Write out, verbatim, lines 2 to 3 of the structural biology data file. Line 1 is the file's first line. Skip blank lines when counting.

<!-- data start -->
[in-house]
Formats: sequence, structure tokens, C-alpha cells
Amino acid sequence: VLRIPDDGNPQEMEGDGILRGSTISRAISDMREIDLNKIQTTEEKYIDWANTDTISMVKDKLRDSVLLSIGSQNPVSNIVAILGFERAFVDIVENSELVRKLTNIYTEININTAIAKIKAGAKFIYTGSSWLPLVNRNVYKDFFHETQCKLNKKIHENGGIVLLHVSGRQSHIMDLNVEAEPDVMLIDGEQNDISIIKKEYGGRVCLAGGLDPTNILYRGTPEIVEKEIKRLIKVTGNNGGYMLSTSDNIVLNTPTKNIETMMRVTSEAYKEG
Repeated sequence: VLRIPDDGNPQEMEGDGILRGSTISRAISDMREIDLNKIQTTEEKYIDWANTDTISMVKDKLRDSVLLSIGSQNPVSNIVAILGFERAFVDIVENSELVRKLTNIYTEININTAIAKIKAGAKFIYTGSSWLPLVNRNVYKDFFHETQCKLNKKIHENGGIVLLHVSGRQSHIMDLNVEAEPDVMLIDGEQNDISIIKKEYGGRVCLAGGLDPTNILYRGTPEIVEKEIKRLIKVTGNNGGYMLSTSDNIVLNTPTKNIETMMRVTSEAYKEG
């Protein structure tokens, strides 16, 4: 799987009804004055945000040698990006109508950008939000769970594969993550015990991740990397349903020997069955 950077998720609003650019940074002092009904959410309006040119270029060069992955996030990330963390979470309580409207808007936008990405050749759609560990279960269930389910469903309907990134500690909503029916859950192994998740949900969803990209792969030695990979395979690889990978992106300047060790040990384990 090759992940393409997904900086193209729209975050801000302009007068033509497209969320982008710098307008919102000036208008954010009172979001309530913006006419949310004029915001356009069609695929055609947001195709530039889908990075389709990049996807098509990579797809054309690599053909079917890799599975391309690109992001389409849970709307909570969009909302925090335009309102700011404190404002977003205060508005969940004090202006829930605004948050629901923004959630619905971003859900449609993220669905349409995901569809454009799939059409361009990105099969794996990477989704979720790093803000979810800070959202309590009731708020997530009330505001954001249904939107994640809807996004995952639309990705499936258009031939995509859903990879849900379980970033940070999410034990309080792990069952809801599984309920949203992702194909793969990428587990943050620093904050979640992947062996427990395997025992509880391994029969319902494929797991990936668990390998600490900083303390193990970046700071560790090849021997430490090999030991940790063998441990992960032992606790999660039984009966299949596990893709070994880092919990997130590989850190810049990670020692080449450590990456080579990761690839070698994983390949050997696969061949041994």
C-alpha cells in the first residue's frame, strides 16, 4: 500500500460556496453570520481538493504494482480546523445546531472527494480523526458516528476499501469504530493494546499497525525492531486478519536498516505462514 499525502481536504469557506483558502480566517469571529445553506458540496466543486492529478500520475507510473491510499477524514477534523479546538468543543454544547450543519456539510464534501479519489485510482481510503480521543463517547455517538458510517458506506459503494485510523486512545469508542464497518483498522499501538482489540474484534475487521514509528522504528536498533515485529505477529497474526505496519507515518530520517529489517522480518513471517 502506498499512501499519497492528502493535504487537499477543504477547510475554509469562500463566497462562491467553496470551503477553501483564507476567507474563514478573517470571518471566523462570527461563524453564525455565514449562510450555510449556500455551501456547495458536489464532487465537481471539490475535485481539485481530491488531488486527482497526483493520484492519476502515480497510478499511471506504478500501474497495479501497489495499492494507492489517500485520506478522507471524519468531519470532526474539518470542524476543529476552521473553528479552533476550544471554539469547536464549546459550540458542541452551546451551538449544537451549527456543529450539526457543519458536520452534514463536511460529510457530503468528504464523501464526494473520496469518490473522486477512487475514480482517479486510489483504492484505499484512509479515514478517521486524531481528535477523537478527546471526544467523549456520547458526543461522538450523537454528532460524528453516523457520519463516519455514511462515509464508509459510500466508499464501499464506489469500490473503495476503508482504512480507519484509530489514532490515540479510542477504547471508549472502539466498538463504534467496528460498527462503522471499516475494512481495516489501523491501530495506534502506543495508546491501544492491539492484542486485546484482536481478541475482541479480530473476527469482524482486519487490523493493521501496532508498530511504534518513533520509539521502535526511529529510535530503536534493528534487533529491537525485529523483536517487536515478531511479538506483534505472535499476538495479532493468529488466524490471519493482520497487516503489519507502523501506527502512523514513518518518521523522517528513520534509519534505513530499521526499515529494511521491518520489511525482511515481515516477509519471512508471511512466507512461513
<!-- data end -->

Formats: sequence, structure tokens, C-alpha cells
Amino acid sequence: VLRIPDDGNPQEMEGDGILRGSTISRAISDMREIDLNKIQTTEEKYIDWANTDTISMVKDKLRDSVLLSIGSQNPVSNIVAILGFERAFVDIVENSELVRKLTNIYTEININTAIAKIKAGAKFIYTGSSWLPLVNRNVYKDFFHETQCKLNKKIHENGGIVLLHVSGRQSHIMDLNVEAEPDVMLIDGEQNDISIIKKEYGGRVCLAGGLDPTNILYRGTPEIVEKEIKRLIKVTGNNGGYMLSTSDNIVLNTPTKNIETMMRVTSEAYKEG